One of the effects of rocketing energy prices is a growing interest in alternatives to existing natural gas imports. One solution lies in processes that come under the banner ‘power-to-gas’. The underlying idea involves the self-production of heat for homes through natural gas created synthetically. In summer, when there is plenty of sunshine and homes do not usually require heating, the excess power generated by photovoltaic systems can be used to produce methane from water and carbon dioxide. Methane is the main component of natural gas and can be used in this form without additional refining. The methane can therefore be fed into the existing gas network or held in the available gas storage containers. It can then be used to heat homes later on in the winter, when temperatures drop and very little solar power is available.
This not only keeps the home warm, but has the side-effect that any surplus electricity generated in summer can be used productively. Storing the surplus electricity in a battery is seldom cost-efficient, as it requires large and expensive batteries whose manufacture also carries heavy environmental costs. Converting excess electricity into synthetic gas therefore has the benefit that it can be stored for consumption later in a pre-existing repository, so no additional construction is necessary. In addition, such processes would further reduce dependence on gas imports and cushion the effects of market price volatility.
Efficiency is the sticking point
So the principle of power-to-gas for greater energy independence makes sense. To date, however, there has been one sticking point: efficiency. When electricity is converted into natural gas, much of the energy is lost as waste heat – up to half the energy used. And so far, only large-scale solutions have been available for using waste heat, for example in factories and waste incineration plants. This conundrum has now been solved by PSI scientists belonging to the research team of chemical engineer Emanuele Moioli: last year they presented a far more efficient power-to-gas system for domestic use. It uses the waste heat emitted to power the domestic water heating system. The system therefore not only provides fuel for heating the home in the winter, but supplies hot water for the entire year. “Hot water is still needed in the summer for activities such as showering, cooking and washing,” says Moioli.
The apparatus has two main components: a proton exchange membrane (PEM) electrolyser that employs electrolysis to produce pure hydrogen (H2) from water (H2O), and a small chemical reactor that generates methane (CH4) from the hydrogen and carbon dioxide (CO2). The process releases oxygen (O2) and waste heat. This heat is no longer wasted, however: the reactor itself acts as a heat exchanger and directly heats up the water to around 80 degrees for domestic use.
In a new study appearing in the journal RSC Advances, published by Britain’s Royal Society of Chemistry, Moioli has now shown that the apparatus can cover between 20 to 40 percent of the annual energy consumption of a large residential building, depending on its location in Switzerland. To do so, his computer model simulated the system’s use in a large residential structure comprising 64 households over 16 floors, equipped with solar panels on the roof and on the façade, with a total surface of 800 m2. He calculated the system’s performance in Brugg in the north of Switzerland, in Sion in the Alps and in Lugano in the very south of the country. In Brugg, the building produced well over 31 percent of its energy needs independently. In Sion, where the average temperatures are much lower, this figure was just under 21 percent, and over 37 percent in the much warmer Lugano. In each instance, the system saved the environment around 20 percent of CO2 emissions compared with a conventional gas heating system.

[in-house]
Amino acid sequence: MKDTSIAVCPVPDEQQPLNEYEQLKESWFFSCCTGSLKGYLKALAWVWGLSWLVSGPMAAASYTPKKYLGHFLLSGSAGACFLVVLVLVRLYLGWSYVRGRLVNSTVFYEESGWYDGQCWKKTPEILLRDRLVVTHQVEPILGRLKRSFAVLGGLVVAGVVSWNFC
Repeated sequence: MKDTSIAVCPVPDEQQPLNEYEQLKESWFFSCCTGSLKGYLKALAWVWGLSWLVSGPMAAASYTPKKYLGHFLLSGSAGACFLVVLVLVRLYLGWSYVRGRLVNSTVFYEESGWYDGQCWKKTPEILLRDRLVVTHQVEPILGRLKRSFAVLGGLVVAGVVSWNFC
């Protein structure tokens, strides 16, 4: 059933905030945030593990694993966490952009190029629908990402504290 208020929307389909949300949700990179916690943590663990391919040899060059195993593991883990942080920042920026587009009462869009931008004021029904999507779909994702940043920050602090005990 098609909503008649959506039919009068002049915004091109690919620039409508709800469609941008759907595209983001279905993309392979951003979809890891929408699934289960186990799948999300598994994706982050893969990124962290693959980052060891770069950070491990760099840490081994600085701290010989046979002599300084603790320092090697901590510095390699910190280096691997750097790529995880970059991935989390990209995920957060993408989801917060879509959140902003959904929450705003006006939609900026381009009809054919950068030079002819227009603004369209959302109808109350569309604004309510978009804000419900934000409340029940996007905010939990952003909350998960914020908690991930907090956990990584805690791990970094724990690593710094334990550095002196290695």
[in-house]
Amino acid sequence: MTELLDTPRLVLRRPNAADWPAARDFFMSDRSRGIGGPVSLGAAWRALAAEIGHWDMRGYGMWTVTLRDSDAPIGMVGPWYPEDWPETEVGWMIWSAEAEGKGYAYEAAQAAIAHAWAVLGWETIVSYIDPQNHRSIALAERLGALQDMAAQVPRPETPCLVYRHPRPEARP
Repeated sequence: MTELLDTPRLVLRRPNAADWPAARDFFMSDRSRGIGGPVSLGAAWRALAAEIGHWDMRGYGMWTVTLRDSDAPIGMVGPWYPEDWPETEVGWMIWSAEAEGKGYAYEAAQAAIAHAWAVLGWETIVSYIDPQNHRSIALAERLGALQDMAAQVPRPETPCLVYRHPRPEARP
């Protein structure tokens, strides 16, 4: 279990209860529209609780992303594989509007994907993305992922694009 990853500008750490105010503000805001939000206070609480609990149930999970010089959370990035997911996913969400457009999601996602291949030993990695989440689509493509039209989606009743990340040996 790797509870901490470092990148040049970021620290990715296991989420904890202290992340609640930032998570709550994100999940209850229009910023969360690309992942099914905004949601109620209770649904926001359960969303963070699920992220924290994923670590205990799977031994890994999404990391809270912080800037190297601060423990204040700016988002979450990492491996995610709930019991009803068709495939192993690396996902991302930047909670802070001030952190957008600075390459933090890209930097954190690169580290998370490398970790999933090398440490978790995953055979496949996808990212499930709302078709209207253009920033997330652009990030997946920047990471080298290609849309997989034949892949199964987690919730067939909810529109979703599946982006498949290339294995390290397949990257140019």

The technology pays off financially as well
One obvious question is whether the technology also makes economic sense. “When the study was published before war broke out in Ukraine, prices for electricity and natural gas were still so low that the system would not have been cost effective,” Moioli says. “But since then, the natural gas price alone has almost doubled, to around 12-15 cents per kilowatt hour. This now means our system should already be profitable, assuming a service life of roughly 20 years.”
Future price trends will certainly have a major influence on whether, and to what extent, the technology will become established. Power-to-gas competes, for example, with heat pumps, which use electricity to draw heating energy from the ambient heat of a house or from groundwater heat. These, too, have become increasingly efficient in recent years and are now replacing gas or oil heating in many homes. "They are great as an environmentally friendly solution,” says Moioli. “But they require electricity to be purchased in winter – precisely when there is very little solar power and so the price is high. Power-to-gas technology gets round this problem.”
But does the system also pay off for smaller residential buildings, such as single-family homes? “Well, it would certainly work, but would not be as efficient,” says the PSI researcher. “In a single-family home, it’s not possible to use all the waste heat from this system. The energy can be distributed more efficiently when several households are involved.”
Moioli’s study was supported by the Swiss Federal Office for Energy through the project ‘Enabling Decentralized renewable GEneration in the Swiss cities, midlands, and the Alps’.